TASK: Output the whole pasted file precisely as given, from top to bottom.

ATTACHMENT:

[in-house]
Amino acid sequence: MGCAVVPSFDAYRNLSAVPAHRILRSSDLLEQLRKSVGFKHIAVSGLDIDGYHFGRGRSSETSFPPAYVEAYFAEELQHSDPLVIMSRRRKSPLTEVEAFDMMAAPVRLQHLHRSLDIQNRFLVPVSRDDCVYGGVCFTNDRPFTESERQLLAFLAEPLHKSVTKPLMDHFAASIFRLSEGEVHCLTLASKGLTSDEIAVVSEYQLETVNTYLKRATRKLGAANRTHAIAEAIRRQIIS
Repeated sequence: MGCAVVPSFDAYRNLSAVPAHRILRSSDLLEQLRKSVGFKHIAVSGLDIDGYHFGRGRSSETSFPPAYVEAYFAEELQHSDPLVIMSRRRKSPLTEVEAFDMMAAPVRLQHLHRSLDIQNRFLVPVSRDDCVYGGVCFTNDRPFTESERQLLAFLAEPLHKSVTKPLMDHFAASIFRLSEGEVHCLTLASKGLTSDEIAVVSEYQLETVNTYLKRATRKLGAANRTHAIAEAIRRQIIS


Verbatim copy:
[in-house]
Amino acid sequence: MGCAVVPSFDAYRNLSAVPAHRILRSSDLLEQLRKSVGFKHIAVSGLDIDGYHFGRGRSSETSFPPAYVEAYFAEELQHSDPLVIMSRRRKSPLTEVEAFDMMAAPVRLQHLHRSLDIQNRFLVPVSRDDCVYGGVCFTNDRPFTESERQLLAFLAEPLHKSVTKPLMDHFAASIFRLSEGEVHCLTLASKGLTSDEIAVVSEYQLETVNTYLKRATRKLGAANRTHAIAEAIRRQIIS
Repeated sequence: MGCAVVPSFDAYRNLSAVPAHRILRSSDLLEQLRKSVGFKHIAVSGLDIDGYHFGRGRSSETSFPPAYVEAYFAEELQHSDPLVIMSRRRKSPLTEVEAFDMMAAPVRLQHLHRSLDIQNRFLVPVSRDDCVYGGVCFTNDRPFTESERQLLAFLAEPLHKSVTKPLMDHFAASIFRLSEGEVHCLTLASKGLTSDEIAVVSEYQLETVNTYLKRATRKLGAANRTHAIAEAIRRQIIS